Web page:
The Washington Post has reported on bureaucratic inertia in the face of President Obama's promises of transparency and accountability. See http://www.washingtonpost.com/wp-dyn/content/article/2010/01/26/AR2010012602048.html
As the report states,
In case after case, the plaintiffs say little has changed since the Bush administration years, when most began their quests for records. Agencies still often fight requests for disclosure, contending that national security and internal decision-making need to be protected.
FOIA expert (and attorney for the numismatic groups in the pending FOIA appeal) thinks the article focused too much on numbers, and not enough on the underlying issue. In his own blog, he states,
I think the real (and more interesting ) story would be why haven't certain agencies implemented policies reflecting the President's FOIA statements and what has the Department of Justice done about this?
I can't agree more. That certainly applies to the US State Department Bureau of Educational Cultural Affairs and its continued intransigence in supplying information about import restrictions-- even when it comes to Cultural Property Advisory Committee Reports that are supposed to be provided to Congress and which have been voluntarily produced in the past.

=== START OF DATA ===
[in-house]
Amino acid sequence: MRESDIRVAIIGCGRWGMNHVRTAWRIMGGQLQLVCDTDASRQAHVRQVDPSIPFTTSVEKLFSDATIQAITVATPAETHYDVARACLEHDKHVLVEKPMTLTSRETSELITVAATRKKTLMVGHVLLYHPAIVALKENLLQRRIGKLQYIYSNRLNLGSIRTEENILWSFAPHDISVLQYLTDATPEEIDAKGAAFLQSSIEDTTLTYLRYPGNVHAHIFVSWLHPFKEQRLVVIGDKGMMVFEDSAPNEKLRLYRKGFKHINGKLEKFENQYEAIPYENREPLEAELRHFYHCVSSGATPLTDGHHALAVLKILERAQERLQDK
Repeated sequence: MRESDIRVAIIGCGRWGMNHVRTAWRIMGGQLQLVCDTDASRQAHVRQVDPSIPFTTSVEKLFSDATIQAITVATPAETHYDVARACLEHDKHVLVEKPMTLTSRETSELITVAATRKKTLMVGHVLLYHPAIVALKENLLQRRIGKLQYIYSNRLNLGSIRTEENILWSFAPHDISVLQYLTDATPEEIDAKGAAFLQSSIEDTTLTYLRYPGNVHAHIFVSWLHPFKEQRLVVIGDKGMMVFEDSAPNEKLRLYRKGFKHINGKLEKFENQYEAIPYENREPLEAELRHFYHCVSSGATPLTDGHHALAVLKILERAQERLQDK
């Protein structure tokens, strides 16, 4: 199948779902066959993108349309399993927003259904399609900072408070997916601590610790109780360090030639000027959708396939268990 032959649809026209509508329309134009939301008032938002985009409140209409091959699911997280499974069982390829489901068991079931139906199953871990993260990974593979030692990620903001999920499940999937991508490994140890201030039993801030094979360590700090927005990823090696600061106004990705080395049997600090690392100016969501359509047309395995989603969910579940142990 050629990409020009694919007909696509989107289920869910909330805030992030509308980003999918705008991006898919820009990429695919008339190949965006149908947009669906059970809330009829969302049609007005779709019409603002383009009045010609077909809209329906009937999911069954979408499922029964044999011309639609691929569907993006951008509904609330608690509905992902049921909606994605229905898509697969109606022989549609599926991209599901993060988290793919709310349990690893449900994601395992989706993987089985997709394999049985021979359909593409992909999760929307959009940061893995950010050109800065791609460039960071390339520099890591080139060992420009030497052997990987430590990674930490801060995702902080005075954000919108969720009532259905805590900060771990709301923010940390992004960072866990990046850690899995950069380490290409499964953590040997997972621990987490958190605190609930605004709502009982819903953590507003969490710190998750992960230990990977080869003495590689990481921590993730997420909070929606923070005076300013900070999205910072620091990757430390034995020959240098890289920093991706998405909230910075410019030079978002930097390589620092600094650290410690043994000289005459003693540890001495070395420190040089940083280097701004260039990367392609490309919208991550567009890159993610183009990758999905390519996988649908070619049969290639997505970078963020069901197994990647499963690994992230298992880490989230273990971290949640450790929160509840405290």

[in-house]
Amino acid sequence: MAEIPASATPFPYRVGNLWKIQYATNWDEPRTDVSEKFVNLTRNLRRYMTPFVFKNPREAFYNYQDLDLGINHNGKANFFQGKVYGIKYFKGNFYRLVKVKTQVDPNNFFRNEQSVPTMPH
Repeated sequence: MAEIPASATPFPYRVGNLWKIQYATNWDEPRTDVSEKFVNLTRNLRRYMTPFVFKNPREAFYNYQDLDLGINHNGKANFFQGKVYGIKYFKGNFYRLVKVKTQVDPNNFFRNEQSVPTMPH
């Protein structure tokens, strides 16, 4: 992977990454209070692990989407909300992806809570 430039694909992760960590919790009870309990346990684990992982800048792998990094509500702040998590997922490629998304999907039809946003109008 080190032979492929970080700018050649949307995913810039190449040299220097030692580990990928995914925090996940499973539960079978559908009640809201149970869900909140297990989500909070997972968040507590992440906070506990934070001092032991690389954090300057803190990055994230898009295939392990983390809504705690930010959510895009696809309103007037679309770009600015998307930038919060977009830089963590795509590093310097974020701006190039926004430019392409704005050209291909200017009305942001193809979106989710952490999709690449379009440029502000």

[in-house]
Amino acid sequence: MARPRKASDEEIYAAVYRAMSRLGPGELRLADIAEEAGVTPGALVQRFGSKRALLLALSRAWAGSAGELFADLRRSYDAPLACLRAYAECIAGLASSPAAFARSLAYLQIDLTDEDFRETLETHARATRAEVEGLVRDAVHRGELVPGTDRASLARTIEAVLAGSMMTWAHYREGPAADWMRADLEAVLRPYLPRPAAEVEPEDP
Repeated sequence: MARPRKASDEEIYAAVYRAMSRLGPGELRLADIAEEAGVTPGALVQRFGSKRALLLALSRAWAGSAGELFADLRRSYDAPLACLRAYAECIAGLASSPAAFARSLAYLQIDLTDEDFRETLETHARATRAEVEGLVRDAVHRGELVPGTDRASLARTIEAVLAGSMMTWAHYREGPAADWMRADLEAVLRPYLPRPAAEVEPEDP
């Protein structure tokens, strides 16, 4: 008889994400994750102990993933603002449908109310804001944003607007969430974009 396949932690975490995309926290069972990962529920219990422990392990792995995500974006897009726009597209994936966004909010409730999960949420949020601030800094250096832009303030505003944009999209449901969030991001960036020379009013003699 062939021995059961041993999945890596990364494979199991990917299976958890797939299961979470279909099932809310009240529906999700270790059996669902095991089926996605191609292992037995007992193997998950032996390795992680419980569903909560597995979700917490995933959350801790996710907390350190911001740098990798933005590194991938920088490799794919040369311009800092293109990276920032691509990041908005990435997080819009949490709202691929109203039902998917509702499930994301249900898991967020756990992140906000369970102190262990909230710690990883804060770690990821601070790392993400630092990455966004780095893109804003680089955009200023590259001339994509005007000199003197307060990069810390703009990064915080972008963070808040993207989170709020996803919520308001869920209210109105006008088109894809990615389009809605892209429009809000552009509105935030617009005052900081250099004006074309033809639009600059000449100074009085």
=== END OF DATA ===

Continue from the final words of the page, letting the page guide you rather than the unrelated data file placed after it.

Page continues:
As I have also observed, if anything, the State Department has a special obligation to be as transparent and accountable as possible. State Department officials-- including Secretary Clinton-- have certainly preached the virtues of transparency and accountability to other governments. See http://culturalpropertyobserver.blogspot.com/2009/11/so-much-for-transparency-and.html